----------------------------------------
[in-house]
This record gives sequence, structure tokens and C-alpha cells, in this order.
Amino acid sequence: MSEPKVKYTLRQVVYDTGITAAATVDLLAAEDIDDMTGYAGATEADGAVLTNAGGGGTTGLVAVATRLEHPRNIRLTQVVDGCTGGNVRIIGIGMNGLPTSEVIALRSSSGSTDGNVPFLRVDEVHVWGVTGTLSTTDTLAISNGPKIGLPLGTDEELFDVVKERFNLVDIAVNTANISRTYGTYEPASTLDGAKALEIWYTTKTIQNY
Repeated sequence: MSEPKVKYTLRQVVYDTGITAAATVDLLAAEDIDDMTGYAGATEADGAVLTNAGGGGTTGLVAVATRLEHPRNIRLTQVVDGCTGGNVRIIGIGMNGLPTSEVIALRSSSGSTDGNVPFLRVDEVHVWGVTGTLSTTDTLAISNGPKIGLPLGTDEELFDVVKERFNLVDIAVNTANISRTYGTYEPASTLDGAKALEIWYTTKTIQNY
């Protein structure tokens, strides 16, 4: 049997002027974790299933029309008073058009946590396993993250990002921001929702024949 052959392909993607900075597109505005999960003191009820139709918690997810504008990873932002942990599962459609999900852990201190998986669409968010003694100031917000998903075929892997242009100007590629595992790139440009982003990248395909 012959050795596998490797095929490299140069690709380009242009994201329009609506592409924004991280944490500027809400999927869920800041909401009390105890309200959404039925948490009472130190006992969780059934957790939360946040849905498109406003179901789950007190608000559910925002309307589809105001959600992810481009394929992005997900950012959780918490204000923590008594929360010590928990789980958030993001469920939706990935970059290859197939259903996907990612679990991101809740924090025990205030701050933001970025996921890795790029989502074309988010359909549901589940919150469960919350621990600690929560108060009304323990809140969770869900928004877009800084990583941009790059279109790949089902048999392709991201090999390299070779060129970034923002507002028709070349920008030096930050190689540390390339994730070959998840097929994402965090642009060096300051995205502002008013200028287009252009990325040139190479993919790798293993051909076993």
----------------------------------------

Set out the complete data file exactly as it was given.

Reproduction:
[in-house]
This record gives sequence, structure tokens and C-alpha cells, in this order.
Amino acid sequence: MSEPKVKYTLRQVVYDTGITAAATVDLLAAEDIDDMTGYAGATEADGAVLTNAGGGGTTGLVAVATRLEHPRNIRLTQVVDGCTGGNVRIIGIGMNGLPTSEVIALRSSSGSTDGNVPFLRVDEVHVWGVTGTLSTTDTLAISNGPKIGLPLGTDEELFDVVKERFNLVDIAVNTANISRTYGTYEPASTLDGAKALEIWYTTKTIQNY
Repeated sequence: MSEPKVKYTLRQVVYDTGITAAATVDLLAAEDIDDMTGYAGATEADGAVLTNAGGGGTTGLVAVATRLEHPRNIRLTQVVDGCTGGNVRIIGIGMNGLPTSEVIALRSSSGSTDGNVPFLRVDEVHVWGVTGTLSTTDTLAISNGPKIGLPLGTDEELFDVVKERFNLVDIAVNTANISRTYGTYEPASTLDGAKALEIWYTTKTIQNY
């Protein structure tokens, strides 16, 4: 049997002027974790299933029309008073058009946590396993993250990002921001929702024949 052959392909993607900075597109505005999960003191009820139709918690997810504008990873932002942990599962459609999900852990201190998986669409968010003694100031917000998903075929892997242009100007590629595992790139440009982003990248395909 012959050795596998490797095929490299140069690709380009242009994201329009609506592409924004991280944490500027809400999927869920800041909401009390105890309200959404039925948490009472130190006992969780059934957790939360946040849905498109406003179901789950007190608000559910925002309307589809105001959600992810481009394929992005997900950012959780918490204000923590008594929360010590928990789980958030993001469920939706990935970059290859197939259903996907990612679990991101809740924090025990205030701050933001970025996921890795790029989502074309988010359909549901589940919150469960919350621990600690929560108060009304323990809140969770869900928004877009800084990583941009790059279109790949089902048999392709991201090999390299070779060129970034923002507002028709070349920008030096930050190689540390390339994730070959998840097929994402965090642009060096300051995205502002008013200028287009252009990325040139190479993919790798293993051909076993």